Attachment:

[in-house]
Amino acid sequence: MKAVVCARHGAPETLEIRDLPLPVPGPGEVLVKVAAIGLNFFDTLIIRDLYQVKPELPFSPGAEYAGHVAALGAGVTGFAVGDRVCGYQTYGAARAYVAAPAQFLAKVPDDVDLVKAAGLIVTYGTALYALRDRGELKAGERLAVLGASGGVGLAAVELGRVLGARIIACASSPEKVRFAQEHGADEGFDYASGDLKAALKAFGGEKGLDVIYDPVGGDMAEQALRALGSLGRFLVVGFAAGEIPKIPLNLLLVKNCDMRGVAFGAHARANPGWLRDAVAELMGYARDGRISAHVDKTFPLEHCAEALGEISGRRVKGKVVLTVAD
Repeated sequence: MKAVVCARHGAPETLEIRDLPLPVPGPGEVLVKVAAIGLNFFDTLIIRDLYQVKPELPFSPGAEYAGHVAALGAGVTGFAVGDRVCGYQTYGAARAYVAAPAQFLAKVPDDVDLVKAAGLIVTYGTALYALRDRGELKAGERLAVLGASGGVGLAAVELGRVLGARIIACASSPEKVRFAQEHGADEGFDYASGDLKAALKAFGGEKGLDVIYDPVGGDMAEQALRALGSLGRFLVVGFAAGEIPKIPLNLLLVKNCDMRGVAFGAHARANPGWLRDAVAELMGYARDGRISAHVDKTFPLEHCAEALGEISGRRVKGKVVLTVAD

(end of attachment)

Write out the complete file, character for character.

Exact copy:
[in-house]
Amino acid sequence: MKAVVCARHGAPETLEIRDLPLPVPGPGEVLVKVAAIGLNFFDTLIIRDLYQVKPELPFSPGAEYAGHVAALGAGVTGFAVGDRVCGYQTYGAARAYVAAPAQFLAKVPDDVDLVKAAGLIVTYGTALYALRDRGELKAGERLAVLGASGGVGLAAVELGRVLGARIIACASSPEKVRFAQEHGADEGFDYASGDLKAALKAFGGEKGLDVIYDPVGGDMAEQALRALGSLGRFLVVGFAAGEIPKIPLNLLLVKNCDMRGVAFGAHARANPGWLRDAVAELMGYARDGRISAHVDKTFPLEHCAEALGEISGRRVKGKVVLTVAD
Repeated sequence: MKAVVCARHGAPETLEIRDLPLPVPGPGEVLVKVAAIGLNFFDTLIIRDLYQVKPELPFSPGAEYAGHVAALGAGVTGFAVGDRVCGYQTYGAARAYVAAPAQFLAKVPDDVDLVKAAGLIVTYGTALYALRDRGELKAGERLAVLGASGGVGLAAVELGRVLGARIIACASSPEKVRFAQEHGADEGFDYASGDLKAALKAFGGEKGLDVIYDPVGGDMAEQALRALGSLGRFLVVGFAAGEIPKIPLNLLLVKNCDMRGVAFGAHARANPGWLRDAVAELMGYARDGRISAHVDKTFPLEHCAEALGEISGRRVKGKVVLTVAD